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AWS helping facial recognition systems


In this blog post you will learn: 

  • What is the need for facial recognition today
  • Could the demo project from a Devoteam developer Bogdan Marković solve some demanding challenges related to facial recognition?
  • Is there a need for specific hardware and software 
  • To what type of users this solution could be interesting?

What is the need for facial recognition today?

Facial recognition is one of the most intriguing biometric technologies. Due to its non-invasive approach, it is becoming more and more popular among businesses and modern cities.

Since facial recognition is primarily dependent on digital imagery it is no surprise that as cameras got better and better, facial recognition became more and more popular.

Additionally, an increase in processing power within the last 10 years allowed for use cases previously deemed too expensive or unimaginable.

Nowadays, when we have so many options for data processing it is not a question of whether something is possible but rather which platform and architecture to use for a specific scenario.– says Bogdan Markovic, Integration Consultant

Could the demo project from a Devoteam developer Bogdan Marković solve some demanding challenges related to facial recognition?


This project was envisioned as a demo, proving and showcasing that facial recognition can be done fairly easily and in a cost-effective manner with a combination of on-prem hardware and cloud-based infrastructure and software

Is there a need for specific hardware and software?

“As more and more business facilities, as well as public venues, are getting equipped with IP security cameras, it has come to my idea that many of those consumers could benefit from an already available infrastructure, and with an addition of relatively cost data processing on the cloud, they can implement a fully customizable and scalable facial recognition system. 

Most modern IP security cameras are already equipped with SOCs that are powerful enough to do real-time facial recognition but those are just coming to the market and are relatively expensive.

Moreover, systems are vendor locked therefore not allowing usage of cameras from other vendors. Systems like those are quite locked and don’t offer a lot of customization nor do they provide data outputs that could later be used by some third-party application for analytics purposes for example.

Where the cloud comes in is primarily facial recognition itself. Instead of doing facial recognition on-prem where a predefined amount of rather specific hardware and software is needed, instead, it can be done using AWS Rekognition service which is serverless and scalable to accommodate heavier or lighter loads.

AWS Rekognition service already has APIs for real-time facial recognition sourced from AWS Video Stream. The only bottleneck in this setup is the internet connection because all camera video feeds need to be streamed to AWS where it`s ingested into AWS Video Stream and subsequently processed by AWS Rekognition.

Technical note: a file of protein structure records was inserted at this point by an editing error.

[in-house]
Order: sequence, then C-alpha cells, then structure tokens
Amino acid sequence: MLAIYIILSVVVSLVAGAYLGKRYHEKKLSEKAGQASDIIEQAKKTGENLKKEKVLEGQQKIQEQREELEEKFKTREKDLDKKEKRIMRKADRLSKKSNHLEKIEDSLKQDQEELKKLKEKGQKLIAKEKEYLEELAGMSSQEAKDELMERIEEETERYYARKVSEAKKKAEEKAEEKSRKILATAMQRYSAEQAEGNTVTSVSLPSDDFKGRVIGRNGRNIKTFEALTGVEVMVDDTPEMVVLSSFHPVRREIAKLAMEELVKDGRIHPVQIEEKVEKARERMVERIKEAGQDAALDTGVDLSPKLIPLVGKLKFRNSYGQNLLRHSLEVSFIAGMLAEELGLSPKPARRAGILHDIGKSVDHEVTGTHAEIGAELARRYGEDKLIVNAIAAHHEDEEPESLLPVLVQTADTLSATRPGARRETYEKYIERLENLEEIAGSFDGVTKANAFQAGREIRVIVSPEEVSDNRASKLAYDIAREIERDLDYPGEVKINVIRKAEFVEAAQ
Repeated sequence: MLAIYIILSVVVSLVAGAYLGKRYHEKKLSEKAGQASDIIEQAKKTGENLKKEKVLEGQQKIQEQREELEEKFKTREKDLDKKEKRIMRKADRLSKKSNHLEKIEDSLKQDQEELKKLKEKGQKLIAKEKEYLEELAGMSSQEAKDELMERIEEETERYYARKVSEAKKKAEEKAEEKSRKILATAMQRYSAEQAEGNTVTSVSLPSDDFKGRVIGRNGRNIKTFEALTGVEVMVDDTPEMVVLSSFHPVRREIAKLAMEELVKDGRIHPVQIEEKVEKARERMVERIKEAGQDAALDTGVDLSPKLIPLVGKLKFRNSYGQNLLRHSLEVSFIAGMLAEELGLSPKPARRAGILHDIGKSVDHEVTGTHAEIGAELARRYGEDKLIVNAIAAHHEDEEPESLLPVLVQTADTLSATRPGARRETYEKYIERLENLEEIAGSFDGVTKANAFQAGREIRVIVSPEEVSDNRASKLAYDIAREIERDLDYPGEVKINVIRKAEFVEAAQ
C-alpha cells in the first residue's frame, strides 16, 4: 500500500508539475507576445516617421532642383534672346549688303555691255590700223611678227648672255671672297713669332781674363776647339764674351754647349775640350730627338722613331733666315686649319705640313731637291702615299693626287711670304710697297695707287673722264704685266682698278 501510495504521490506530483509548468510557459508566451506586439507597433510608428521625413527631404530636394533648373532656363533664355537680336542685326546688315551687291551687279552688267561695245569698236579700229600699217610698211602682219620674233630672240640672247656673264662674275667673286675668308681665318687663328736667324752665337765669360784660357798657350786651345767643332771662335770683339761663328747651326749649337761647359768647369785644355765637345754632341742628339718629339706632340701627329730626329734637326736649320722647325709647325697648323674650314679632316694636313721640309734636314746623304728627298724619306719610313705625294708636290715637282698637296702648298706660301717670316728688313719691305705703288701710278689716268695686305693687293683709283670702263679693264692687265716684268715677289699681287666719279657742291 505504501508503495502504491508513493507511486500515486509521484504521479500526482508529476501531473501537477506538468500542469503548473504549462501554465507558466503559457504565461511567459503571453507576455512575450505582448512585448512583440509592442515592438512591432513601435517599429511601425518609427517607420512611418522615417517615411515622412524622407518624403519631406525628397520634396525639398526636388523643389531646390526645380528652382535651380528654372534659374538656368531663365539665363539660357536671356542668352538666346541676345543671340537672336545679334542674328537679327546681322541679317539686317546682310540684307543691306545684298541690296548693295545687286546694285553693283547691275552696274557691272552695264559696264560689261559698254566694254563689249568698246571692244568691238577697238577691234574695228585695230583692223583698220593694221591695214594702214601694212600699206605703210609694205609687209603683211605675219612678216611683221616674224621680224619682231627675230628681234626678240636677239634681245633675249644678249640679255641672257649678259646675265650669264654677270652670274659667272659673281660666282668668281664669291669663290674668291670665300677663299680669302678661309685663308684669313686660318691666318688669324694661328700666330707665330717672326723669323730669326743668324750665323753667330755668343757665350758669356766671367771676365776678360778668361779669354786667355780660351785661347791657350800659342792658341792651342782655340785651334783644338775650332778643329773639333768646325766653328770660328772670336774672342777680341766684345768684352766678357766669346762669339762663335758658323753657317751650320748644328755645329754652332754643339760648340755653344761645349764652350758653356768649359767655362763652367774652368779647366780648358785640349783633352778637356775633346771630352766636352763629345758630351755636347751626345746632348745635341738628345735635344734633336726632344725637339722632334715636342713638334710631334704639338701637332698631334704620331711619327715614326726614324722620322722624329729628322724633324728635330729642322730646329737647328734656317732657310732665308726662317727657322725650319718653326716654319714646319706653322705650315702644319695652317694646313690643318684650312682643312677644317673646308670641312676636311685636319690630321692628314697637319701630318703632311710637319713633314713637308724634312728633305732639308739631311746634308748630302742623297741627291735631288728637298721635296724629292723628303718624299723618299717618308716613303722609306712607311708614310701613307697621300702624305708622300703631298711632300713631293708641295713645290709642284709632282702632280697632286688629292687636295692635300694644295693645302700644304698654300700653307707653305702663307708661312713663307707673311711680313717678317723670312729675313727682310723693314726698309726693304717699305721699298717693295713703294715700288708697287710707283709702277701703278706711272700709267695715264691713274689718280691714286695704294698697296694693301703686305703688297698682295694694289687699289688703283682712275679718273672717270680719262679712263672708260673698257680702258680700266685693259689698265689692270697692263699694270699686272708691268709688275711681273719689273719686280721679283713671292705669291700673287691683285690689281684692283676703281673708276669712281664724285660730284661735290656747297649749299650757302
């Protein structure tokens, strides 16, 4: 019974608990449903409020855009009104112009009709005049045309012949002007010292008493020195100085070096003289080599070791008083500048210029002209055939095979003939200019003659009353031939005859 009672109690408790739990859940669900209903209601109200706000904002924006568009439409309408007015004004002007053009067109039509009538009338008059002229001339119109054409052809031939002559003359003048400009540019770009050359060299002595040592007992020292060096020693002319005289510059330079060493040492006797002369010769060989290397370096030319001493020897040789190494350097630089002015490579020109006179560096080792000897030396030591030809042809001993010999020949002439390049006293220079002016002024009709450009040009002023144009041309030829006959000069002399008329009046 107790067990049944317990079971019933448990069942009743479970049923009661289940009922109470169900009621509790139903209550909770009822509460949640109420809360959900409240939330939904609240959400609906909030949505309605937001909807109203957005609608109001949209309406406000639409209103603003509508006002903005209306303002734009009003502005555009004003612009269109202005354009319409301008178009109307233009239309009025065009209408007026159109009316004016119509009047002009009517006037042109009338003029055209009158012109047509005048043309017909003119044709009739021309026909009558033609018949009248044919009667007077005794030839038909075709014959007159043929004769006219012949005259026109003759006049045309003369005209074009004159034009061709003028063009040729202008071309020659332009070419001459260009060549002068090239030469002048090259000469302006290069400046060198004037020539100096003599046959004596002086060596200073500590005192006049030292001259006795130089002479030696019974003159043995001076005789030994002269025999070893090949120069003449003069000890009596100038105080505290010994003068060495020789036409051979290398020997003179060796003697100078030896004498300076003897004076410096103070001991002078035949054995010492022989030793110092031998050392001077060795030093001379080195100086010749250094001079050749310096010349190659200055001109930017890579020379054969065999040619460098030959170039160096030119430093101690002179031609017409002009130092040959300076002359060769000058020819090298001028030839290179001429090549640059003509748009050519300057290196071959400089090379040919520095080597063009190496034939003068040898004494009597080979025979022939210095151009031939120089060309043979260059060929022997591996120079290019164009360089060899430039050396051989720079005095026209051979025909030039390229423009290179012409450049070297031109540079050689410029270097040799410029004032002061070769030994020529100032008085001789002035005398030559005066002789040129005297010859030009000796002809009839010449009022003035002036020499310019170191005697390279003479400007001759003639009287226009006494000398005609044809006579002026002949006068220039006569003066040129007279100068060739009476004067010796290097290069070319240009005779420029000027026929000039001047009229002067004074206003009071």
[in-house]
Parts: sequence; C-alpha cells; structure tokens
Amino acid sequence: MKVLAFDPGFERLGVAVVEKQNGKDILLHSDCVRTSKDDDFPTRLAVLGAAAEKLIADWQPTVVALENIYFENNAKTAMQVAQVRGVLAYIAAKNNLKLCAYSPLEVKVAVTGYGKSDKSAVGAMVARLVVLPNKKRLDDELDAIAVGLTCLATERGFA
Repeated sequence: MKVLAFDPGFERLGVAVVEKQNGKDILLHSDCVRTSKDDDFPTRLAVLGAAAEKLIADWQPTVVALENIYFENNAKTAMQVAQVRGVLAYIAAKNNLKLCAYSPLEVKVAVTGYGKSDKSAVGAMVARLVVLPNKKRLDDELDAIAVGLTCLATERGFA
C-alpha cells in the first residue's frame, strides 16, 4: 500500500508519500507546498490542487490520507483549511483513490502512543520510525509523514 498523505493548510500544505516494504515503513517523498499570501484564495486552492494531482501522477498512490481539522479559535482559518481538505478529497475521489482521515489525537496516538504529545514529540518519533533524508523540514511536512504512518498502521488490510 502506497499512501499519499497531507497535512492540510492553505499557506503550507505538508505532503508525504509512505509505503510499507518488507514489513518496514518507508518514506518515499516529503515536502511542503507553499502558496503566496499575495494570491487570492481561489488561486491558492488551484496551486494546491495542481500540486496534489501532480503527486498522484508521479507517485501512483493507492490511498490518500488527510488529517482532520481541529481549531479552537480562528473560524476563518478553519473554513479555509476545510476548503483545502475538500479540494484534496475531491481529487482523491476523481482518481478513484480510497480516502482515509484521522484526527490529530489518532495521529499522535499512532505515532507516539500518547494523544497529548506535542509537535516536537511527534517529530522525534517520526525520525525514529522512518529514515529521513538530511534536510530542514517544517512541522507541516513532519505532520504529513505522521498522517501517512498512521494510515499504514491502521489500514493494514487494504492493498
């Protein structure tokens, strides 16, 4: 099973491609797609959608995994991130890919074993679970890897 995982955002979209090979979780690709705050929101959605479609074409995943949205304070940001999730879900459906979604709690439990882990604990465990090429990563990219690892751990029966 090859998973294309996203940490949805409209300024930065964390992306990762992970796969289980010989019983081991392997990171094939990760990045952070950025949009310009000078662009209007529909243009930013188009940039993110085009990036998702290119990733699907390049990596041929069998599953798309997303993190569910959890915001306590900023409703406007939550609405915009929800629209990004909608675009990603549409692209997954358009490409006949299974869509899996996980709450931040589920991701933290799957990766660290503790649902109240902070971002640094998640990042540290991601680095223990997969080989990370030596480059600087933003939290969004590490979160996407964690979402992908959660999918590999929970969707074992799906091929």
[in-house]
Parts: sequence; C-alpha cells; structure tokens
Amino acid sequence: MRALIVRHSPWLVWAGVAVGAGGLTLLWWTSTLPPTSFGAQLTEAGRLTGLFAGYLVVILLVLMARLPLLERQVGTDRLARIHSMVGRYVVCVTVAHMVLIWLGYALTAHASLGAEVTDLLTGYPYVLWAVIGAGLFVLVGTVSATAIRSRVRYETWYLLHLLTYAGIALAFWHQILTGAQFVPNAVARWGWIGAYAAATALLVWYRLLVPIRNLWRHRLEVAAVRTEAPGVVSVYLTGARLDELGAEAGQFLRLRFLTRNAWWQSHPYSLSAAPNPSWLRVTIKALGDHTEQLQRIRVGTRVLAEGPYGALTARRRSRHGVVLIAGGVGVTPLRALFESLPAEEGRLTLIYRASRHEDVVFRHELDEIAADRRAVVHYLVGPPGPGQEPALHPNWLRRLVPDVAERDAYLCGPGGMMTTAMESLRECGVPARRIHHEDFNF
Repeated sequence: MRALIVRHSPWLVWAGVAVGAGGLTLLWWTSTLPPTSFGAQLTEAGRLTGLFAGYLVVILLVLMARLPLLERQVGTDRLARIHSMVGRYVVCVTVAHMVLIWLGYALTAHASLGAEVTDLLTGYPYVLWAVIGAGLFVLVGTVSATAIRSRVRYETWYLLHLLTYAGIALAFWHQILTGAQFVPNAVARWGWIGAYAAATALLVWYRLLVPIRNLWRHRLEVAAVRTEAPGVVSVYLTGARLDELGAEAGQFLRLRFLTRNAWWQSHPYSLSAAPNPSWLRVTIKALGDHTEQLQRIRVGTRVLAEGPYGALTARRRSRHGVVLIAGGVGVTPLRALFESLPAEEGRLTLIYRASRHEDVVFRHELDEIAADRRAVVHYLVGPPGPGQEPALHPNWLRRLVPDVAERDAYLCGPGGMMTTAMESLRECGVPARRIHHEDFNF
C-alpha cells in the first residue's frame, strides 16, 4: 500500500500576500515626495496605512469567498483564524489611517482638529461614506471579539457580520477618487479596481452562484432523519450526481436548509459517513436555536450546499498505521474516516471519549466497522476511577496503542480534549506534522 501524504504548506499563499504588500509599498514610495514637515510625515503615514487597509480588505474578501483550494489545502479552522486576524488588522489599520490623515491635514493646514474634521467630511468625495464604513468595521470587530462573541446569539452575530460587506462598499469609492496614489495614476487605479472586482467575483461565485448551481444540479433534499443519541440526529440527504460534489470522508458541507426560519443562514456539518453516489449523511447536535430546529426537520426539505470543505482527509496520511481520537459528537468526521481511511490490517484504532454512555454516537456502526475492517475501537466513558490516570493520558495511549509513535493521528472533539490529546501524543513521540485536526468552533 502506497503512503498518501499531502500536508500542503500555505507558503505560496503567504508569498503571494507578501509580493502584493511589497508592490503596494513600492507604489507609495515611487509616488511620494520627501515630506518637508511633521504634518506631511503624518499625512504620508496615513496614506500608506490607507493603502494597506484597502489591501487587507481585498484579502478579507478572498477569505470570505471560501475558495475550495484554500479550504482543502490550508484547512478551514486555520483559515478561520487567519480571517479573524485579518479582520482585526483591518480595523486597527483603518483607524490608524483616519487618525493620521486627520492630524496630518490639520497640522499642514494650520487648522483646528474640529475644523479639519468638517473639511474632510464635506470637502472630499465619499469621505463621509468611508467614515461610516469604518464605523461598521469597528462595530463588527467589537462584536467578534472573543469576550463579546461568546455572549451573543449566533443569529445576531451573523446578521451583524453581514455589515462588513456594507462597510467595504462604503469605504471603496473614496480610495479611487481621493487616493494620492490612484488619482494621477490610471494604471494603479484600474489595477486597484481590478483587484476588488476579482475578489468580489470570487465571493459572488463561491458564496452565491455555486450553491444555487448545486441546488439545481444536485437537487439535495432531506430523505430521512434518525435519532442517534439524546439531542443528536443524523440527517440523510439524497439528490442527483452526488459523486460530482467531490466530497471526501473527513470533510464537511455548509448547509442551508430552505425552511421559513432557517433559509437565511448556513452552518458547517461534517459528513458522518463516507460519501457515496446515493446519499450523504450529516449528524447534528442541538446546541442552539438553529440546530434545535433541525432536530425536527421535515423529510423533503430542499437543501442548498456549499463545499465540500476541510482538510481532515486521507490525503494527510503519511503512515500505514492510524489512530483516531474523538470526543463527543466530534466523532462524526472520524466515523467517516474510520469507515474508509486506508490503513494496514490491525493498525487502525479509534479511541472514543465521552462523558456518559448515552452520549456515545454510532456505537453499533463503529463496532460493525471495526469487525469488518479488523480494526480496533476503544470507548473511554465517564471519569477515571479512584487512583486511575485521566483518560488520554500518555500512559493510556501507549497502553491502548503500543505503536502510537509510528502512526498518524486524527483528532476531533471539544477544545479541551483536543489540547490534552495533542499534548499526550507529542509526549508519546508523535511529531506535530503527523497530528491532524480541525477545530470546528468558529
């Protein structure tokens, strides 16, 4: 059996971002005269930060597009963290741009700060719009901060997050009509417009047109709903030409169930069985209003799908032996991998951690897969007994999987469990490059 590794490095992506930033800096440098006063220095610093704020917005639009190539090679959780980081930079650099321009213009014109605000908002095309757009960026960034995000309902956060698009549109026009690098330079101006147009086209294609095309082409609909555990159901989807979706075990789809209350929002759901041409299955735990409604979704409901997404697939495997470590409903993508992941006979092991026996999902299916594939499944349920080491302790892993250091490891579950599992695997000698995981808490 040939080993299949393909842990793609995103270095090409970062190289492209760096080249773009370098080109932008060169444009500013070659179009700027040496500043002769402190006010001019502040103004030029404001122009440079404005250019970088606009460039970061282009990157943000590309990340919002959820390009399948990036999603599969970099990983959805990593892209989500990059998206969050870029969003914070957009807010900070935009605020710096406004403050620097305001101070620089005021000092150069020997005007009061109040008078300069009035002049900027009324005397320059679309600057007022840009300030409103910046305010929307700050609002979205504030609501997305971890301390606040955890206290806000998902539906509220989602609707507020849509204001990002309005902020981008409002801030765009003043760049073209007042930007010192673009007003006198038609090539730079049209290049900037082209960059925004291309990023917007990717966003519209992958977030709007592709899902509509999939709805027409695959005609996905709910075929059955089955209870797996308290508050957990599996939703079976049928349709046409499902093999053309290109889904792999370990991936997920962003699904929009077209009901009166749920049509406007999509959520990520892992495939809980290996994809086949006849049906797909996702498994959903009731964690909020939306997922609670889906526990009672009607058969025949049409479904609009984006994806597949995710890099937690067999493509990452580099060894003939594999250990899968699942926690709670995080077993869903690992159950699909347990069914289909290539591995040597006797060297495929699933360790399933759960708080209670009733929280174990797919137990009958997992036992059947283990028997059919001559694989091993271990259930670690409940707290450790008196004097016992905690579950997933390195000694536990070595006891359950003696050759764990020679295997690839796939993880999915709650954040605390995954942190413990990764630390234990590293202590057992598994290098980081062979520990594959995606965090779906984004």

AWS Rekognition can simultaneously do facial recognition as well as match them to known faces within predefined collections. The output of this service can be sent to AWS Kinesis Data Stream and from there processed and filtered by AWS Lambda function and eventually permanently stored in DB such as AWS DynamoDB from which it can be consumed by third-party applications.

Output made by Rekognition does not contain cropped images of recognized or unrecognized faces but rather metadata about its findings. The output contains only coordinates of the face as well as the percentage of certainty if the face is matched to one within the face collection.

Therefore, if an actual image is needed it can then be later generated combining semi-persistent data from Kinesis Video Stream and persistent data from DynamoDB.

This also allows for images to be created based upon the predefined filter only when they are needed thus saving storage space in the cloud.

As seen by the diagram, the system is quite modular and customizable to suit different scenarios and needs.

Furthermore, it takes off the burden of handling scaling since the whole setup can easily be scaled to process as many cameras feeds as necessary.” – concluded Bogdan Marković, Integration Consultant in Devoteam Serbia. 

To what type of users this solution could be interesting?

All things considered, this architecture model is something that can be deemed interesting in situations where facial recognition systems need to be scalable and cost-effective.

For instance, law enforcement agencies could greatly benefit from such systems since many cities already have sufficient infrastructure (cameras and internet bandwidth).

Moving data processing to the cloud such as AWS is something to be considered in such scenarios as not only does it provide scalably and relatively cost-effective solutions for facial recognition but it also provides a high level of data security.

AWS supports more security standards and compliance certifications than any other offering, including PCI-DSS, HIPAA/HITECH, FedRAMP, GDPR, FIPS 140-2, and NIST 800-171, helping satisfy compliance requirements for virtually every regulatory agency around the globe.

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